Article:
A well thought research on this; to identify the different kinds of undertones that you wish to use, before your initial set up will go a long way in producing the photograph of your dreams.
Textural difference or similarity in this case, is also a very ideal addition to the photograph as it adds character to the picture.
The props involved in the set up of a picture are an important element.
In fact, this is one of the most defining and prominent features in this genre of photography.
Selecting the most valid props for your picture is the next important step.
This can be done keeping your theme and color pallet in mind.
The relevance of the props to the theme, although, is vaguely defined.
Present day flat lay photographers use props that are of the same color scheme but are somewhat irrelevant to the subject matter or the theme that they are working with.
This is done because the highlight of the picture is the main subject, the rest being background elements that bring the picture together.
Both these techniques have been tested and proved effective and choosing either is a decision made by you, the photographer.
Whatever floats your boat works here.
It is very important for the background of the picture to be neutral.
Of course, you can choose a whole bunch of wild patterns and colors and merge them together to create a Picasso-esque effect to work as your background if your aim is to create a distasteful mess that screams at you a high pitched, off tune sonata that you didn’t ask for.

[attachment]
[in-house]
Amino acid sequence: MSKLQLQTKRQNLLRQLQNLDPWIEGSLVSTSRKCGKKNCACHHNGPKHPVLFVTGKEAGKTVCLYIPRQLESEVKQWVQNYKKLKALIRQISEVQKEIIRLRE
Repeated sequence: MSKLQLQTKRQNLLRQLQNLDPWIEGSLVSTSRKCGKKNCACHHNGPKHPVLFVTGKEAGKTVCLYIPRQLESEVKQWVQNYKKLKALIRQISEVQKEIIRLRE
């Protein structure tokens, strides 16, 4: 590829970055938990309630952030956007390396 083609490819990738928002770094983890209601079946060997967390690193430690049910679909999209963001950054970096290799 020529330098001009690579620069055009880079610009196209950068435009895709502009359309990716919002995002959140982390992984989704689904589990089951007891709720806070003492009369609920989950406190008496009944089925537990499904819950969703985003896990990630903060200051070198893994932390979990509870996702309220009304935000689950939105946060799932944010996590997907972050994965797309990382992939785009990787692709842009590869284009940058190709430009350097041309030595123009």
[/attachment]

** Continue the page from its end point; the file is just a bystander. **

The background should be presented in a way that it highlights the subject matter which is pretty much the star of the photograph.
With a setup involving multiple elements, neutral or plain background is the way to go.
In the words of many a photographer, lighting is God.
For your flat lay photography, you can either choose to go with natural lighting or choose artificial means of the same.
Natural lighting does not require the purchase of expensive equipments but the presence one and one source only: well, the sun.
Choose a spot that gives room for a lot of natural light and work around it.
The time during which you conduct your photoshoot is also important.
Most people suggest doing it during the golden hour, the period right after sunrise or before sunset, as it gives a very desirable mellow look to the picture but you can choose any hour of the day based on the kind of look that you are going for.
Artificial white light is another tool which you can implement in your set up, if that is what you choose to work with.
It gives you more control over the entire process of your shoot as it does not come with any time constraints or similar restrictions.
It is adjustable but one of the main cons of using artificial light is the whole set up of it.